United States District Court, S.D. Georgia, Savannah Division
G. R. SMITH, Magistrate Judge.
Before the Court is yet another of Tyrone Hurt's 42 U.S.C. § 1983 civil rights complaints, this time naming "The State of Mississippi, " "The American People, " and many others as defendants. Plaintiff's handwriting is illegible, and the Court, once again, has been unable to decipher the nature of his claim. Doc. 1.
Ordinarily, the Court affords pro se plaintiffs an opportunity to resubmit their complaints in typed or otherwise legible form. Plaintiff, however, has repeatedly demonstrated his unwillingness or inability to remedy such a deficiency. See Hurt v. Chief of Police, No. CV414-244 (S.D. Ga. Apr. 2, 2015) (dismissing his second-chance complaint as unreadable); see also Hurt v. Florida et al., No. CV415-100 (S.D. Ga. Apr. 29, 2015) (advising dismissal of yet another of his illegible complaints); Hurt v. State, No. CV415-102 (S.D. Ga. Apr. 28, 2015) (same). Hence, this case also is ripe for dismissal at the outset, as the Court sees little likelihood that plaintiff will ever furnish a complaint that the Court can actually read. See Barsella v. United States, 135 F.R.D. 64, 66 (S.D.N.Y. 1991) (policy requiring that pro se complaints be liberally construed does not mandate that a court sustain a pro se complaint "if it is incoherent, rambling, and unreadable").
Congress, however, has directed courts to collect (or for indigents, waive) filing fees in every case. 28 U.S.C. §§ 1914, 1915. The Court has been remiss in addressing that requirement in Hurt's prior three cases. It therefore DIRECTS the plaintiff to file a fully executed in forma pauperis (IFP) application (the Clerk shall serve a blank form application with this Order) within 14 days of the date this Order is served. Plaintiff's current IFP motion (doc. 2) is deficient in that, as best the Court can tell, it furnishes no meaningful IFP data. Hence, it cannot rule on it now.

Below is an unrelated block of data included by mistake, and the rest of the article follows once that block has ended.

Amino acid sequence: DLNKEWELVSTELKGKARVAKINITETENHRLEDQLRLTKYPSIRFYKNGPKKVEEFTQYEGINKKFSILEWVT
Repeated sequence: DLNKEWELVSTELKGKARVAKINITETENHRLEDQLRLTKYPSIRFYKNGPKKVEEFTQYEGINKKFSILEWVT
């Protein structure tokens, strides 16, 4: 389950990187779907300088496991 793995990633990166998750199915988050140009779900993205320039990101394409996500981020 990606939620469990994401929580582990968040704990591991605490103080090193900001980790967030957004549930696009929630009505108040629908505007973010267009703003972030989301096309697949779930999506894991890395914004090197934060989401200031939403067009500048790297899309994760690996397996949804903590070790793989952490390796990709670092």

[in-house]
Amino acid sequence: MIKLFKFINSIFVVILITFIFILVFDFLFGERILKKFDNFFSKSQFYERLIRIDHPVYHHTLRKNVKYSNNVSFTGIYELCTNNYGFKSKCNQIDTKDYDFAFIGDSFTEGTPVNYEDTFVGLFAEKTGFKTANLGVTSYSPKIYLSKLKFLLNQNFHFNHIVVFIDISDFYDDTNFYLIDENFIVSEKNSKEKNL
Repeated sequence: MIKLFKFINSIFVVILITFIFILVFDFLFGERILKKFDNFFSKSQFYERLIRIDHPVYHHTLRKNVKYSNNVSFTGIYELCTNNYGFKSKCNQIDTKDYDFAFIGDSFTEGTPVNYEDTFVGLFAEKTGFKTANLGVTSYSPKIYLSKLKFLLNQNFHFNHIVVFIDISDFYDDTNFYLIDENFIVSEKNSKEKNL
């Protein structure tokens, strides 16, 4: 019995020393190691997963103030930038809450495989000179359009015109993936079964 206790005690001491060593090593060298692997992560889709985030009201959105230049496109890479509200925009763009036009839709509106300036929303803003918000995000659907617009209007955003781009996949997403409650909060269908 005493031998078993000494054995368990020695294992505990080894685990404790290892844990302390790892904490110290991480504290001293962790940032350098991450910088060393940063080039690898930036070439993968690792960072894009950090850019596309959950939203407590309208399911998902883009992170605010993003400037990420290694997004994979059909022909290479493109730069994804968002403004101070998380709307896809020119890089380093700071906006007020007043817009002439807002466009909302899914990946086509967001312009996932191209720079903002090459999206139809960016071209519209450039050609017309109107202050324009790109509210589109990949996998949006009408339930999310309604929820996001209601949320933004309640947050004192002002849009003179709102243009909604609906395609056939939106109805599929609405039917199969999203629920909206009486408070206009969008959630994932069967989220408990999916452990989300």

Hurt therefore must truthfully (and legibly ) declare his indigency under penalty of perjury, and he is also invited to submit a legible complaint. Failure to comply with these directives will result in a recommendation that this case be dismissed and that he be enjoined from filing any more unreadable complaints. See Miller v. Donald, 541 F.3d 1091, 1098 (11th Cir. 2008) (district courts' inherent power to protect their own jurisdiction and resources authorizes access restrictions for "vexatious" litigants); Procup v. Strickland, 792 F.2d 1069, 1071 (11th Cir. 1986) (listing a wide range of injunctions courts can consider when faced with abusive litigants so long as the injunction does not effectively deny access to the courts); cf. Tucker v. Ann Klein Forensic Center Hosp., 2014 WL 1614766 at * 4 n. 1 (D.N.J. Apr. 22, 2014) ("[lit is ...